Three versions of the Short Alcohol Dependence Data Questionnaire (SADD) in Mexican population: a comparative analysis of psychometric properties and diagnostic accuracy.

Salud Mental 2015;

ISSN: 0185-3325

DOI: 10.17711/SM.0185-3325.2015.038

Received first version: October 14, 2014. Accepted: June 25, 2015.

Three versions of the Short Alcohol Dependence Data Questionnaire (SADD) in Mexican population: a comparative analysis of psychometric properties and diagnostic accuracy.

Alejandro Pérez López 1 , Luis Villalobos Gallegos 1 , María del Carmen Viveros Domínguez 2 , Javier Graue Moreno 1 , Rodrigo Marín Navarrete 1

1 Instituto Nacional de Psiquiatría Ramón de la Fuente Muñiz. Clinical Trials Unit on Addiction and Mental Health.

2 Consejo Estatal Contra las Adicciones del Estado de Hidalgo.

Correspondence: Rodrigo Marín-Navarrete, Instituto Nacional de Psiquiatría Ramón de la Fuente Muñiz, Clinical Trials Unit on Addiction and Mental Health, Calz. México-Xochimilco 101, San Lorenzo Huipulco, Tlalpan, 14370, México, D.F., México. Phone: (+52) (55) 4160 – 5481. E-mail address:


Background. The Short Alcohol Dependence Data Questionnaire (SADD) has shown good reliability and validity in previous studies. In Mexico, although it is widely used in addiction treatment centers, little is known about its psychometric properties and diagnostic accuracy.

Objective. Hence, this study performed a Confirmatory Factorial Analysis (CFA) on three SADD versions (15, 14 and 12 items) and examined their operating characteristics.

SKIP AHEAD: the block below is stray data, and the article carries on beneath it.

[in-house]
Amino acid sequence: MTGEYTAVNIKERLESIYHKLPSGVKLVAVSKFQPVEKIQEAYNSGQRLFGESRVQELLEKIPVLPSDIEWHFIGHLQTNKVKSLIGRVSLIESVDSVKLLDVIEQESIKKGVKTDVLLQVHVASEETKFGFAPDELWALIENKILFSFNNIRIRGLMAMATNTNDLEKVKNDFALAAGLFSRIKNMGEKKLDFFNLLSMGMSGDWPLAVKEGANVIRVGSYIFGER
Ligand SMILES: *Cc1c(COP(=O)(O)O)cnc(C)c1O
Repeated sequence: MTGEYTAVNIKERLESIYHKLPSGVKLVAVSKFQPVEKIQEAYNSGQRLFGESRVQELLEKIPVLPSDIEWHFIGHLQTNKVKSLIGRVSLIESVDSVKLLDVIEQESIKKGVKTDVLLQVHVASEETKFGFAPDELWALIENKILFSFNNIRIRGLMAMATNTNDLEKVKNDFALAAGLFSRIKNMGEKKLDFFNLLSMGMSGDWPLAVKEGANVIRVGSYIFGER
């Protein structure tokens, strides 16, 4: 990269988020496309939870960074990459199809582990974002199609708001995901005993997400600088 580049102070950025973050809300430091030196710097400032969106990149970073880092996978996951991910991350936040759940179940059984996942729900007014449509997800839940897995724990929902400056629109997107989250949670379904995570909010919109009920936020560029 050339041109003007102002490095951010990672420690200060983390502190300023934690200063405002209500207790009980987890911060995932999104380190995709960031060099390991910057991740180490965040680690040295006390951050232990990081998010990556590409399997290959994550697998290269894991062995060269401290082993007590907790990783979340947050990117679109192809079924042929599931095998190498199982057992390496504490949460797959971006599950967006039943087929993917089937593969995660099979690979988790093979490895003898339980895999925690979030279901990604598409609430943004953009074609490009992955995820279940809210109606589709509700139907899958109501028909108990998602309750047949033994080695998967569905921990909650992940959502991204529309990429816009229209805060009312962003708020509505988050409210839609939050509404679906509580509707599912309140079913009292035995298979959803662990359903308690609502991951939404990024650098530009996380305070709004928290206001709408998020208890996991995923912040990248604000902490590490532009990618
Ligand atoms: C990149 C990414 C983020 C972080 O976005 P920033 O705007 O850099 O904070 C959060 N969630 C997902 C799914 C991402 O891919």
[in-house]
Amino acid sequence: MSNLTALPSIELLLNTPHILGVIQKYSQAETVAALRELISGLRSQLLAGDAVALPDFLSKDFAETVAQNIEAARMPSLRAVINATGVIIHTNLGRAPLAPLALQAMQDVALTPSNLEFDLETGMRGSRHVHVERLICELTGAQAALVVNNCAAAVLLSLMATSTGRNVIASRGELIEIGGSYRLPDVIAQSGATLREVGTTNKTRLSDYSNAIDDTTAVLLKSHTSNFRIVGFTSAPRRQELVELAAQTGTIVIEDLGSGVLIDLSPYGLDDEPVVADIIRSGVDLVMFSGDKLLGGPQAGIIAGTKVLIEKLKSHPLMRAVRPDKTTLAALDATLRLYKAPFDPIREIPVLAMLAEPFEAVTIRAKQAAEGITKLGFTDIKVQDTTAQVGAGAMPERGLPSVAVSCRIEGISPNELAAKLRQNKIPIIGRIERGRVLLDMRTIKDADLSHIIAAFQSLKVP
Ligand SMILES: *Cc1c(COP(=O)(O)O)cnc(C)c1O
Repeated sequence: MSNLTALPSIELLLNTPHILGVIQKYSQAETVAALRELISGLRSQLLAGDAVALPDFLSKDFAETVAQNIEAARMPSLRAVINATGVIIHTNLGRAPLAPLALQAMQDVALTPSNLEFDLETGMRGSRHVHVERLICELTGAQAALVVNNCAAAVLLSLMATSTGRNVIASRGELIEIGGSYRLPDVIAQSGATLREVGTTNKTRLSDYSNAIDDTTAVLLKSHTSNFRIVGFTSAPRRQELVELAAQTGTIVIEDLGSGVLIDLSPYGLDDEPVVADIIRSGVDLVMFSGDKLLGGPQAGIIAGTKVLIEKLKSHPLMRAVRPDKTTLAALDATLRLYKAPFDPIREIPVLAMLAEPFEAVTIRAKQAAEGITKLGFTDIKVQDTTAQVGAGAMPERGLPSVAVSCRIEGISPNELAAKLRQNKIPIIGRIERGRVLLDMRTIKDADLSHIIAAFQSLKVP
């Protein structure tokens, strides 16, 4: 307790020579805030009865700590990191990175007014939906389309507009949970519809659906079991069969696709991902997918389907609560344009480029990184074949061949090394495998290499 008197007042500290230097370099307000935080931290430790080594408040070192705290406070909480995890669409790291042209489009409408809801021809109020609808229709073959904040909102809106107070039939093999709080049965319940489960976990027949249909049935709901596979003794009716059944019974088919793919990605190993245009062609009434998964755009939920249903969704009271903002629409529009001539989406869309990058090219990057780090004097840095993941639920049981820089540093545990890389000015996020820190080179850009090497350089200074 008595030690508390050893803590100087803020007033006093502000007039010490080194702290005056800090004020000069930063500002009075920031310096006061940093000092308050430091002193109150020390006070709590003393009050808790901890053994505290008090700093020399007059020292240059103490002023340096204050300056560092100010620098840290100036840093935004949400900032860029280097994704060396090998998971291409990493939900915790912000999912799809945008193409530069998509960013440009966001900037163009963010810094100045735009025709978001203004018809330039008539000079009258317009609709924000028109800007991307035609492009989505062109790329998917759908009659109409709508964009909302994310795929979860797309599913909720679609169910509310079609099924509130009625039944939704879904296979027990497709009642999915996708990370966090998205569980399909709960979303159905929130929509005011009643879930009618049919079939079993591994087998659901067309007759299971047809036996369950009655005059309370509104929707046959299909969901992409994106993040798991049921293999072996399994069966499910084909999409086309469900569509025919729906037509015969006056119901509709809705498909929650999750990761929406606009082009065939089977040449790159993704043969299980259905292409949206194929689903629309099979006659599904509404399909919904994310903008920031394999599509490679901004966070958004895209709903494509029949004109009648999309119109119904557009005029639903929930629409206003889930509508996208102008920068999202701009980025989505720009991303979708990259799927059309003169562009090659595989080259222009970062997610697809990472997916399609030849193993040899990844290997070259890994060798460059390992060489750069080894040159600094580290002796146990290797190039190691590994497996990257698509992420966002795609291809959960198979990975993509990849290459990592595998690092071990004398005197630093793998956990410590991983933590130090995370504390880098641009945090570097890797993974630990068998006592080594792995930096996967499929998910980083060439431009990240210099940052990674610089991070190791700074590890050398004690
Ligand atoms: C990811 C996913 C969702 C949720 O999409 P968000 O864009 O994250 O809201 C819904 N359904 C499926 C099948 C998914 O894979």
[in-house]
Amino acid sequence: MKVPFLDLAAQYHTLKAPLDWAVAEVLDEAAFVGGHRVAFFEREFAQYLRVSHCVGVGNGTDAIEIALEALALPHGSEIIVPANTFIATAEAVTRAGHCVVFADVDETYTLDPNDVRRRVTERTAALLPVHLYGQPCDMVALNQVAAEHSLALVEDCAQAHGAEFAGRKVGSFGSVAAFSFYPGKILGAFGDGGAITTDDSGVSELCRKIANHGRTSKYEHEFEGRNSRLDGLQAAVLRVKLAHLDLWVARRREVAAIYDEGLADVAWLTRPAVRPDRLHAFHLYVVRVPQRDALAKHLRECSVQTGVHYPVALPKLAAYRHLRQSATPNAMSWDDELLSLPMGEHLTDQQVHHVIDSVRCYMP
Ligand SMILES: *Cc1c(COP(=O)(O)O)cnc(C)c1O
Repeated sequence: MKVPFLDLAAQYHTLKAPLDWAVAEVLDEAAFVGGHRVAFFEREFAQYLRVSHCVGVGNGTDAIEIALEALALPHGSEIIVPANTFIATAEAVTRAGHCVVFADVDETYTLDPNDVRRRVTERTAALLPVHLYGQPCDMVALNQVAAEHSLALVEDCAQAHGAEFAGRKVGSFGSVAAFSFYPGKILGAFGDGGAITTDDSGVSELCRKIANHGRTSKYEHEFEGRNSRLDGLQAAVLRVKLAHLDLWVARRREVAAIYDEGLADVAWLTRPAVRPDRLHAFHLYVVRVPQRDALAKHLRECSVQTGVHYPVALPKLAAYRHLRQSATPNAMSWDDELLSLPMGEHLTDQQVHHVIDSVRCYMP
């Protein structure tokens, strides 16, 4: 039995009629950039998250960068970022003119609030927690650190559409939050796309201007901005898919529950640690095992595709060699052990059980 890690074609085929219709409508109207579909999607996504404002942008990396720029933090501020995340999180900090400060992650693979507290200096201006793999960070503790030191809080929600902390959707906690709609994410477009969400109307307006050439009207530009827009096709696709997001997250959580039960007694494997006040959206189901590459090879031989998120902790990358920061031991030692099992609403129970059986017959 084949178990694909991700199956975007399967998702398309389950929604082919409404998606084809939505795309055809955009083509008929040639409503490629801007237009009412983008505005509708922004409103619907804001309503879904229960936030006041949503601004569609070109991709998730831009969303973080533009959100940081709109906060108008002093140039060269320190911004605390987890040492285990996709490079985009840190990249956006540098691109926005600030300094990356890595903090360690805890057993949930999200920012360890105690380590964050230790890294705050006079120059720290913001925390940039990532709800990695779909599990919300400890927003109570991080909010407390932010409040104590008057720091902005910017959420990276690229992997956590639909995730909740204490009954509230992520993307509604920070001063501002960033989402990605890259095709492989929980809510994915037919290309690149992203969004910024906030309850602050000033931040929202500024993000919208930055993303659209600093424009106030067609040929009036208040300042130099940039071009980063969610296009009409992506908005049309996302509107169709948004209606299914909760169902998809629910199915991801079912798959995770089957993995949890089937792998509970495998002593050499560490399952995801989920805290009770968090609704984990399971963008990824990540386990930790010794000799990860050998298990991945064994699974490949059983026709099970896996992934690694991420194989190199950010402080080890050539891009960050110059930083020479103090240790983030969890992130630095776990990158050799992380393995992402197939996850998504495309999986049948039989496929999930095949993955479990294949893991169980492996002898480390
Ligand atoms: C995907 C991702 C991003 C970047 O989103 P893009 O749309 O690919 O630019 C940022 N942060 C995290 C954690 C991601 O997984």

Method. The sample included 570 individuals from the 30 Addiction Residential Centers localized in the central zone of Mexico.

Results. The three versions showed an internal consistency of >.90, fair goodness-of-fit, and significant correlations with the Mini International Neuropsychiatric Interview (MINI) 5.0 Alcohol dependence (AD) diagnostic criteria. The analysis of the operating characteristics revealed that each version accounted for 84-85% of the area under the curve (AUC).

Discussion and conclusion. The three SADD versions possess reliability and validity properties for the assessment of the alcohol dependence syndrome (ADS) and adequate diagnostic accuracy for the improvement of patients with AD in residential settings.

Key words: Alcohol dependence, SADD, psychometric properties, construct validity, diagnostic accuracy.


Antecedentes. La Breve Escala de Dependencia al Alcohol (BEDA) ha mostrado confiabilidad y validez en estudios previos. En México, a pesar de que se ha utilizado ampliamente en programas de tratamiento para las adicciones, se conoce muy poco sobre sus propiedades psicométricas y su eficiencia diagnóstica.